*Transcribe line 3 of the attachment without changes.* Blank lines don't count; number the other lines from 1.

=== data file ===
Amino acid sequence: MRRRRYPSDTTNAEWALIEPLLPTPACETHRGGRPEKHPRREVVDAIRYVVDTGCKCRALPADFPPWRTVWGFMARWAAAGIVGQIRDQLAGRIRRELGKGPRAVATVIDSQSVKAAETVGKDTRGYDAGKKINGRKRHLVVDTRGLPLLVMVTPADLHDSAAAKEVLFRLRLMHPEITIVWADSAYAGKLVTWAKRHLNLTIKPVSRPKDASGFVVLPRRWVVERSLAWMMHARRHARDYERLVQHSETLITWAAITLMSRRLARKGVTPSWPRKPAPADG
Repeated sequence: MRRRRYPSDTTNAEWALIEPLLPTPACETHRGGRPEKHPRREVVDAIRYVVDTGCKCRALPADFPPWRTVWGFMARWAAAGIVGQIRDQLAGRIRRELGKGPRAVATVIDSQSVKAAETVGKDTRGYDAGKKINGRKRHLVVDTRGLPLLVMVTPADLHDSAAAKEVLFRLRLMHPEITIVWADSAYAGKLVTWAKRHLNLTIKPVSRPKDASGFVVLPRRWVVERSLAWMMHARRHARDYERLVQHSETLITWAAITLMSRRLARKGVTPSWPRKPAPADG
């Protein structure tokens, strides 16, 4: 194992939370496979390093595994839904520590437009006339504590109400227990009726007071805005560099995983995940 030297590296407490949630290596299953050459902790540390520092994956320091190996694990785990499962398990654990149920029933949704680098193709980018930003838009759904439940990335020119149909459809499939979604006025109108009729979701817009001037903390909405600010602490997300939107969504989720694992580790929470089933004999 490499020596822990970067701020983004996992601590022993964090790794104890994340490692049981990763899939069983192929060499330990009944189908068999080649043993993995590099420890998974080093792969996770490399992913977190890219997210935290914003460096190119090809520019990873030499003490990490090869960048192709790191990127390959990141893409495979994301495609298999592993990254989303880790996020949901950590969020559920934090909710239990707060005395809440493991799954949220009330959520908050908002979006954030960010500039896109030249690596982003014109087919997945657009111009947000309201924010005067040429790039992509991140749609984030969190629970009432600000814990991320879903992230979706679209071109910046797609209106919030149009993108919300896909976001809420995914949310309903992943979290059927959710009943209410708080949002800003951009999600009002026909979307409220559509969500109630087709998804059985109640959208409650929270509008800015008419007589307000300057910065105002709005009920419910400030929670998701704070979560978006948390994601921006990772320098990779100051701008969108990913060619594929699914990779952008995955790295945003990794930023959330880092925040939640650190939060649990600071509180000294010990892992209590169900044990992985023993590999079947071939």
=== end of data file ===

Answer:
């Protein structure tokens, strides 16, 4: 194992939370496979390093595994839904520590437009006339504590109400227990009726007071805005560099995983995940 030297590296407490949630290596299953050459902790540390520092994956320091190996694990785990499962398990654990149920029933949704680098193709980018930003838009759904439940990335020119149909459809499939979604006025109108009729979701817009001037903390909405600010602490997300939107969504989720694992580790929470089933004999 490499020596822990970067701020983004996992601590022993964090790794104890994340490692049981990763899939069983192929060499330990009944189908068999080649043993993995590099420890998974080093792969996770490399992913977190890219997210935290914003460096190119090809520019990873030499003490990490090869960048192709790191990127390959990141893409495979994301495609298999592993990254989303880790996020949901950590969020559920934090909710239990707060005395809440493991799954949220009330959520908050908002979006954030960010500039896109030249690596982003014109087919997945657009111009947000309201924010005067040429790039992509991140749609984030969190629970009432600000814990991320879903992230979706679209071109910046797609209106919030149009993108919300896909976001809420995914949310309903992943979290059927959710009943209410708080949002800003951009999600009002026909979307409220559509969500109630087709998804059985109640959208409650929270509008800015008419007589307000300057910065105002709005009920419910400030929670998701704070979560978006948390994601921006990772320098990779100051701008969108990913060619594929699914990779952008995955790295945003990794930023959330880092925040939640650190939060649990600071509180000294010990892992209590169900044990992985023993590999079947071939």